In the grocery store of film genres, the “techno-thriller” tends to have the shortest shelf life: the worst examples are the movie equivalent of unrefrigerated milk. 20-plus years later, popular ‘90s techno-thrillers like Sandra Bullock’s “The Net” and Will Smith’s “Enemy of the State” might as well be set in the ‘50s in terms of their similarities to today’s computing and surveillance environments.
However, the ubiquity of computers and smart devices as we approach the third decade of the 21st century suggest that technology will be getting more supporting, and even central, roles in film.
Perhaps because of the antiquated feel of many old techno-thrillers, the ones that are fairly realistic tend to stand out. Here are three examples of Hollywood getting hacking right.
Real life ‘WarGames’
Interestingly, one of the first portrayals of computer hacking on film was also one of the most accurate. The 1983 Matthew Broderick movie “WarGames” is about a tech-savvy high school student who accidentally hacks into the NORAD missile defense system, triggering a real-life nuclear showdown between the U.S. and Soviet Union. “WarGames” became a hit, and it played an instrumental role in helping a mass audience understand new computer concepts like modems, hacking and machine learning.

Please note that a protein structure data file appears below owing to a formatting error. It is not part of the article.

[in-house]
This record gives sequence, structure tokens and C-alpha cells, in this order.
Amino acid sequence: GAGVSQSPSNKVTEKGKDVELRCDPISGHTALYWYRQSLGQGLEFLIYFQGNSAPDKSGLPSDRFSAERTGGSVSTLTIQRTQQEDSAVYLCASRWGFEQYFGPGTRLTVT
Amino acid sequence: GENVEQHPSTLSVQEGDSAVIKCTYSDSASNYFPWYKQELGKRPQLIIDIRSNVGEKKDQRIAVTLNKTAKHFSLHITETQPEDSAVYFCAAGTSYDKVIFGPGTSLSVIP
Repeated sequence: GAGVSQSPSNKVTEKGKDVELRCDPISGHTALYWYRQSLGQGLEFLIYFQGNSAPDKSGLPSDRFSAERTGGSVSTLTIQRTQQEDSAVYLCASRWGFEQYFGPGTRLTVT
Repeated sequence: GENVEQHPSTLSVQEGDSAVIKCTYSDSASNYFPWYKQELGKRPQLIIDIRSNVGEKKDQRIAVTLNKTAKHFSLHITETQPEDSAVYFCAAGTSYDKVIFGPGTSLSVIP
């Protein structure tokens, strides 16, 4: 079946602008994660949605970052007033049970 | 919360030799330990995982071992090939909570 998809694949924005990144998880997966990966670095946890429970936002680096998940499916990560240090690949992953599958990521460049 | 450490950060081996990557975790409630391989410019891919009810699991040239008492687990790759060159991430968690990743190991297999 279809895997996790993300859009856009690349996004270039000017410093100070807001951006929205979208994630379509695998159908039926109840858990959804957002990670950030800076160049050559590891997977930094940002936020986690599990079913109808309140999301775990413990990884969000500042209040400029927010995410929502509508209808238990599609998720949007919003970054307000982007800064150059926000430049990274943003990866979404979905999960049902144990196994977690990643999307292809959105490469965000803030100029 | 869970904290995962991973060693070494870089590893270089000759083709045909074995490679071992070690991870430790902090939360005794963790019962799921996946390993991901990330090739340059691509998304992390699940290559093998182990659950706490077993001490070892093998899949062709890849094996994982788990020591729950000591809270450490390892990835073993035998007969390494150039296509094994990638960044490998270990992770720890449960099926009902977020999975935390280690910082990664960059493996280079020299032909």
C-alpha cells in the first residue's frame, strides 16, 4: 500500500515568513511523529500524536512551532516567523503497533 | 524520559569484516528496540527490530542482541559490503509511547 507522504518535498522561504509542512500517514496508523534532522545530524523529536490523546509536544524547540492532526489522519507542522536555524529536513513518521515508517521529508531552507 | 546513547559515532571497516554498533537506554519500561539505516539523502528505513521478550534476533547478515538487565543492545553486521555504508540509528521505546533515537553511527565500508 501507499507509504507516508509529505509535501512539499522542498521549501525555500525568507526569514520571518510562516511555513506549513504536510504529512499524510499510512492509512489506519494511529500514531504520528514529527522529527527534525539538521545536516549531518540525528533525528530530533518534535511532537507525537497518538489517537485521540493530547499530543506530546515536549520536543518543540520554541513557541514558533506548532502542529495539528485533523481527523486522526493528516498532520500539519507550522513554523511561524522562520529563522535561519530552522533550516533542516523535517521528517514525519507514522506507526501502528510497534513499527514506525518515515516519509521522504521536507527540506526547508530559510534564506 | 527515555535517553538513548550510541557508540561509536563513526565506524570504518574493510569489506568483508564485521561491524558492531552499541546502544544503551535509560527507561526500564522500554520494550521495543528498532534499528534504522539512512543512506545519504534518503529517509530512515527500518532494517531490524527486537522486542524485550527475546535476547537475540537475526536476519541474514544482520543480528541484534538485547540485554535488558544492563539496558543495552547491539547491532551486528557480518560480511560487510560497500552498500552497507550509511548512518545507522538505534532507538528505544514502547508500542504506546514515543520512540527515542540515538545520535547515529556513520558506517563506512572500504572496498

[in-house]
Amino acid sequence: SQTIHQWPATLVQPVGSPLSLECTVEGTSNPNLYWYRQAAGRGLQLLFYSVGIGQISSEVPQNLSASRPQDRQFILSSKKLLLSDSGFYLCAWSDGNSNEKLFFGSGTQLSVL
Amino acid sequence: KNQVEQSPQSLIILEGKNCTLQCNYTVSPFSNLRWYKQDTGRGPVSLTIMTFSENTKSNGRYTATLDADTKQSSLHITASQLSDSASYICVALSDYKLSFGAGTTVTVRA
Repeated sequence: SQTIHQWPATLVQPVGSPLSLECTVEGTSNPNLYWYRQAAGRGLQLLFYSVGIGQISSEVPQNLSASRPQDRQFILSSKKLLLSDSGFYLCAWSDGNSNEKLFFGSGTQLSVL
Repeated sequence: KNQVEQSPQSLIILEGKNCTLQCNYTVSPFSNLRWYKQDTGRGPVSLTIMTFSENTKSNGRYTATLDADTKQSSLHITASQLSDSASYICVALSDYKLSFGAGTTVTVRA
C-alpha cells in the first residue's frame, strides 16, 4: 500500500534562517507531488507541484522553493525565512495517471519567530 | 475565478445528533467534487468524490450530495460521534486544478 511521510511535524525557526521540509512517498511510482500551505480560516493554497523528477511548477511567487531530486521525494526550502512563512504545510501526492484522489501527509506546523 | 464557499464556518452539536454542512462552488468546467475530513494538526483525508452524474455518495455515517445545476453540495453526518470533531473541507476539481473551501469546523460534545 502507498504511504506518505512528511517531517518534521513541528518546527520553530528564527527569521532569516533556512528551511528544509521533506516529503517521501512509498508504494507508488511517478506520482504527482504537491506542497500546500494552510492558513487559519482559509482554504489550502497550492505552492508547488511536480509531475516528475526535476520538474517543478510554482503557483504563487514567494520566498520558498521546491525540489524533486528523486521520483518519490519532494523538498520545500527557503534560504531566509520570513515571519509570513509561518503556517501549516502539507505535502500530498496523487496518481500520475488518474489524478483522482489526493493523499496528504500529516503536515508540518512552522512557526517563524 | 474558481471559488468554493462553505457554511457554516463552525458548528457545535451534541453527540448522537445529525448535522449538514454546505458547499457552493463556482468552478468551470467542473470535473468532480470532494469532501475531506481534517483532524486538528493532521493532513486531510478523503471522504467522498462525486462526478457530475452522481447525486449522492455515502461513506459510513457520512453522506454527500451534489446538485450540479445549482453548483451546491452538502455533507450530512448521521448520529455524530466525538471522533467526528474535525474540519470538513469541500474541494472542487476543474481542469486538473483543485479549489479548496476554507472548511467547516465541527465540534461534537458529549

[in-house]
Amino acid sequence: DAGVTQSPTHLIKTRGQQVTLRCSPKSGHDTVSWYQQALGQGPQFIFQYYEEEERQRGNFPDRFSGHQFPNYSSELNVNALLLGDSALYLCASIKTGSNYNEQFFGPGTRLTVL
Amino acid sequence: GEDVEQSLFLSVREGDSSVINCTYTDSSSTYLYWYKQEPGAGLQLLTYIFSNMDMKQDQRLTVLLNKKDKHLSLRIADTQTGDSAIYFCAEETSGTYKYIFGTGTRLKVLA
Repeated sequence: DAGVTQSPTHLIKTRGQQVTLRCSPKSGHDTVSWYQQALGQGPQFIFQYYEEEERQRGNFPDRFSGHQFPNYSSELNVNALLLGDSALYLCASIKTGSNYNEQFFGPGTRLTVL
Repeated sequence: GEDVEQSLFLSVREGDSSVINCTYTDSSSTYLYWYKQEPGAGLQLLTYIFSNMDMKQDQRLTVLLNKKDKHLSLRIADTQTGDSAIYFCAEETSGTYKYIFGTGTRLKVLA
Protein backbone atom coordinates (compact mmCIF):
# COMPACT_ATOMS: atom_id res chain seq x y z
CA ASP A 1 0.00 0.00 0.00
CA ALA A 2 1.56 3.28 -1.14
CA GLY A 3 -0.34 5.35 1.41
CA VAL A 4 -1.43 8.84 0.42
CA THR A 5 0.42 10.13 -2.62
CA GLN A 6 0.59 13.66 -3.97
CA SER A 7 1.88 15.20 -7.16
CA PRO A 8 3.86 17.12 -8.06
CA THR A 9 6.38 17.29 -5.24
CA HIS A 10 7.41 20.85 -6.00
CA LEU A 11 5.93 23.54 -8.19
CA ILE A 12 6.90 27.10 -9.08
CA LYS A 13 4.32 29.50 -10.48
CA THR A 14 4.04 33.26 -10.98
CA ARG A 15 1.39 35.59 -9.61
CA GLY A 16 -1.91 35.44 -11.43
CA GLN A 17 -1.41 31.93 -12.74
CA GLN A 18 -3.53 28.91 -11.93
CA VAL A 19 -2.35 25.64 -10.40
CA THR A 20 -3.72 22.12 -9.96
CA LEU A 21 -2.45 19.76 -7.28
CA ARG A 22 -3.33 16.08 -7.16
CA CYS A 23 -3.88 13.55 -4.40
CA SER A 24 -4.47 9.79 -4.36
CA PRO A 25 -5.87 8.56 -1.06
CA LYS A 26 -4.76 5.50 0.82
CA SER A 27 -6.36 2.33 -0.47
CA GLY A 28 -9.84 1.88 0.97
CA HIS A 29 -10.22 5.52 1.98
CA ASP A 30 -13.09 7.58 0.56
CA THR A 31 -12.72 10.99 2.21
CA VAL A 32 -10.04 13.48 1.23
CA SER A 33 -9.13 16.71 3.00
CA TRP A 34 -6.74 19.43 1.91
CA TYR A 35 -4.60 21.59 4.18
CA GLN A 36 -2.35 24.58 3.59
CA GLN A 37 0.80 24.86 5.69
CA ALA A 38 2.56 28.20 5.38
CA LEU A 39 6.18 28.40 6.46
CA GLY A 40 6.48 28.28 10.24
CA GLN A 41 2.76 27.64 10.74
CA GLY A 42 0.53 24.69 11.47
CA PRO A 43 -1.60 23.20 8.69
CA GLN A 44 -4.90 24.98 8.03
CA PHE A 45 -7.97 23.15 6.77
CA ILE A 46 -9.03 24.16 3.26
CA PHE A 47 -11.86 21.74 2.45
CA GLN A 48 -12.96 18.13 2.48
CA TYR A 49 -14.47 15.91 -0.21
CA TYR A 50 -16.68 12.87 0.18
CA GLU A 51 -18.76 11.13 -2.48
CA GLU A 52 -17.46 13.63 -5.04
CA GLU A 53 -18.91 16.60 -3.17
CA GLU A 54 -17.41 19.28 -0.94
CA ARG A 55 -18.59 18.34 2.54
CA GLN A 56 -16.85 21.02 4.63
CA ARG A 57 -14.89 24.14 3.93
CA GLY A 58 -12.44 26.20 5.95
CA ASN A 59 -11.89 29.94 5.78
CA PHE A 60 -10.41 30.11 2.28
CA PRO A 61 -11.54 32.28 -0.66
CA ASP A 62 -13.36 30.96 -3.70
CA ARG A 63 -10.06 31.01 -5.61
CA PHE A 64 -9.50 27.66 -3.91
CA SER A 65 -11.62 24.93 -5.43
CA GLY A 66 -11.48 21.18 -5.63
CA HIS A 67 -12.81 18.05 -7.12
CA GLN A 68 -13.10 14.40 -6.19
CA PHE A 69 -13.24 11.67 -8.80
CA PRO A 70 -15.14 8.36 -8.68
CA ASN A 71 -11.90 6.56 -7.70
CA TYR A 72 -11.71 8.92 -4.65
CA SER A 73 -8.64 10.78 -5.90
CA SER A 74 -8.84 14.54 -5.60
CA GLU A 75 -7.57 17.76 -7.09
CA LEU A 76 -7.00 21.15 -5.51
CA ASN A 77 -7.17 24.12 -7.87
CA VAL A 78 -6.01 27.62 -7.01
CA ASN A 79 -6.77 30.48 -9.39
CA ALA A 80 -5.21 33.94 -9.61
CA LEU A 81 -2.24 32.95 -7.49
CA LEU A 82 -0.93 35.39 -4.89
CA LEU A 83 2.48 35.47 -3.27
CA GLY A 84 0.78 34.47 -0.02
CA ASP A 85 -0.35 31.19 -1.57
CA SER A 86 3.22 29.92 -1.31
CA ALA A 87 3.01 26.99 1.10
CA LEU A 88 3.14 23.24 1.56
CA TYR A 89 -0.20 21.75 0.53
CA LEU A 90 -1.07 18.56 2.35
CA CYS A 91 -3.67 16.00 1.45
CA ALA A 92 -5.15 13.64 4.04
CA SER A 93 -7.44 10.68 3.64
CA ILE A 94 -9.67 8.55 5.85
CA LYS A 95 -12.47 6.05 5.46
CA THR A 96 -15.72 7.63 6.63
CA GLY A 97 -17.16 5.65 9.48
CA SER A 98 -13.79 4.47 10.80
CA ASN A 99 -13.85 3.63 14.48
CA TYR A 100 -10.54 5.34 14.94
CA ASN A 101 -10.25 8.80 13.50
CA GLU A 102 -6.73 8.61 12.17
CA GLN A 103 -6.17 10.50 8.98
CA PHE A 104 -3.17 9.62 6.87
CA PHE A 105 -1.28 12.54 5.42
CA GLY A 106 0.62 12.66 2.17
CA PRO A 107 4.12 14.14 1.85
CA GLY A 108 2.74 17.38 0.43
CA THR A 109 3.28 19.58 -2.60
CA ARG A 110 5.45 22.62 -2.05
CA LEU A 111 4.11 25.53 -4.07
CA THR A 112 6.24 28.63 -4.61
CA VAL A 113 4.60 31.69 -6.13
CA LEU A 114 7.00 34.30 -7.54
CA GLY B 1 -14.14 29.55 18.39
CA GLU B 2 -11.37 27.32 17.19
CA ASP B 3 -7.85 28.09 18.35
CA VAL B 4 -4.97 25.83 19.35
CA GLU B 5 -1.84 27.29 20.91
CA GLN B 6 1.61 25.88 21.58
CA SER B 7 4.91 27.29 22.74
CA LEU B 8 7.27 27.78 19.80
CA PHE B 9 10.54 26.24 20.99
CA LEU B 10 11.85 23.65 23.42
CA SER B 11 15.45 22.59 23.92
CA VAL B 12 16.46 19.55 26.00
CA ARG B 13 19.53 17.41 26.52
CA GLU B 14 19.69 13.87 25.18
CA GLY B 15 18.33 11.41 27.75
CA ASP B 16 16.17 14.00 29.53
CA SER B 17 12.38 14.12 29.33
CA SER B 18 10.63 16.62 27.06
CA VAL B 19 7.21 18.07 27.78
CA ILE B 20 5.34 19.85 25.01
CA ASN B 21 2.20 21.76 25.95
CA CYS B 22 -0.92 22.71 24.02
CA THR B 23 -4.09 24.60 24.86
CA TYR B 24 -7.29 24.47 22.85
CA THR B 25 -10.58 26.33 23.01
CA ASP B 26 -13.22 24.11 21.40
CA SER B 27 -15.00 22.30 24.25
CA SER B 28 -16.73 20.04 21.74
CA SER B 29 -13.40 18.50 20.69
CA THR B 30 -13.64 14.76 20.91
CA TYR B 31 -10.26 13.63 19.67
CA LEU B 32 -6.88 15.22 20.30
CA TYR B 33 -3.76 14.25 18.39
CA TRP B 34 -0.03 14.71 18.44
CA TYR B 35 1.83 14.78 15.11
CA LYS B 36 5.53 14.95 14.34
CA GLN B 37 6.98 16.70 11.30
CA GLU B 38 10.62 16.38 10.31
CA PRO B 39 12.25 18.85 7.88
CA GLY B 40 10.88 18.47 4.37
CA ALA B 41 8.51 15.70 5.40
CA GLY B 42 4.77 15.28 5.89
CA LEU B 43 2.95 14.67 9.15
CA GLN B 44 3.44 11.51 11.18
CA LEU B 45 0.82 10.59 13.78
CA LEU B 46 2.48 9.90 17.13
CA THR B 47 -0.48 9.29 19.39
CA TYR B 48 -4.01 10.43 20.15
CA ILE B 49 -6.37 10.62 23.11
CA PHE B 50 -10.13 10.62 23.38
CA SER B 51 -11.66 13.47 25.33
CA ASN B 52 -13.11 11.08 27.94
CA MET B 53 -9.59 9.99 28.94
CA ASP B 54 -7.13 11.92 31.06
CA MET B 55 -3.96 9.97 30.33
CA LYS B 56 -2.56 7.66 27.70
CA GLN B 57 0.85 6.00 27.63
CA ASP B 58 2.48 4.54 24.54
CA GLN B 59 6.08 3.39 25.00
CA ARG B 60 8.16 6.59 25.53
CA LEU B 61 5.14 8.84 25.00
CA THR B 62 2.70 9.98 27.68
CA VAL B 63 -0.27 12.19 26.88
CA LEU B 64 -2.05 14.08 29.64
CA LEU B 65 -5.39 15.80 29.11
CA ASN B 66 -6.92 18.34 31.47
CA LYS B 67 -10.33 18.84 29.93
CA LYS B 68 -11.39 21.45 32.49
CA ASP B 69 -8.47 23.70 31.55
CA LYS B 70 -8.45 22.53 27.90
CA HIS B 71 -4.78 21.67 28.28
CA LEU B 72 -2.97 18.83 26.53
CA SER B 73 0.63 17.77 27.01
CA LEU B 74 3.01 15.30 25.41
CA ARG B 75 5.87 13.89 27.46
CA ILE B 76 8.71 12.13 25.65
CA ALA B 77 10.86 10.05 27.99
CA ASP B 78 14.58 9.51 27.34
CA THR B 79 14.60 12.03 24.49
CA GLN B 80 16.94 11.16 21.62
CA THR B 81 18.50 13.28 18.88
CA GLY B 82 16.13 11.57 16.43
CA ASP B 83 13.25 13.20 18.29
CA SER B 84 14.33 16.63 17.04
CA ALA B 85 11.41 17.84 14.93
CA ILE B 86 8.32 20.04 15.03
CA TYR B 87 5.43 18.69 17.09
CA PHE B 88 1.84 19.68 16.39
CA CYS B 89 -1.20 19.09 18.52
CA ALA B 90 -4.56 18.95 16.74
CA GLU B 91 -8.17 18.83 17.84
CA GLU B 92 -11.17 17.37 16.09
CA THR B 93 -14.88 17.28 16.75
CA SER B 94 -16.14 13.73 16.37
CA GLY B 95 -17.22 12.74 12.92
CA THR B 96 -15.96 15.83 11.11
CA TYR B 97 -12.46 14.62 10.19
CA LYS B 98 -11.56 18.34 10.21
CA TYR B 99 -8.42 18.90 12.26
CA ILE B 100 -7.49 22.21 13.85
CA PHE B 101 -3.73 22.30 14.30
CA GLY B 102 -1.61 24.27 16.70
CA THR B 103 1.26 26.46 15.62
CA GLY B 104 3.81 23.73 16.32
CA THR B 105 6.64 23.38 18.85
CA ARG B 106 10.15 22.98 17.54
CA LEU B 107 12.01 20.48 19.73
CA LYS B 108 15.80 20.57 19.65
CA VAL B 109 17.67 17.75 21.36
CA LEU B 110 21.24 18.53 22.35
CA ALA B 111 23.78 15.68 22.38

In fact, the movie was so effective, it inspired one of the government’s first cybersecurity measures. President Reagan was a family friend of the film’s co-writer, Lawrence Lasker, and he watched “WarGames” in a screening at Camp David the day after it was released, according to the New York Times. After Gen. John W. Vessey Jr., the chairman of the Joint Chiefs of Staff, looked into the real-life dangers of computer hacking, Reagan was warned that, “the problem is much worse than you think.”
Just 15 months later, the president signed a classified national security decision directive, entitled “National Policy on Telecommunications and Automated Information Systems Security.” Although laptop computers were brand new to the market, the directive presciently warned that they were “highly susceptible to interception” from hostile foreign powers and other hackers.
Reagan’s directive was later overridden by Congress, but thanks to “WarGames,” the issue of cybersecurity finally caught the attention of our most powerful government officials.
Domo Arigato, ‘Mr. Robot’
A recent article written by Linux expert Catherine Flick highlights another show that’s been accurate and influential in its portrayal of hacking: USA’s “Mr. Robot,” starring Emmy winner (and now Oscar winner) Rami Malek. The show is centered on Elliot Alderson (Malek), a troubled cybersecurity expert who joins a hacktivist group in an effort to expose the corrupt conglomerate E corp. The Emmy and Peabody Award-winning cyber drama is set to return later this year for its fourth and final season.
“‘Mr. Robot’ offers the most accurate depictions of hacking because it recognizes that humans are frequently the weakest links in security,” Flick writes. “E-mail phishing scams, impersonation of staff or other manipulations of social norms and expectations are often more successful than technical efforts.”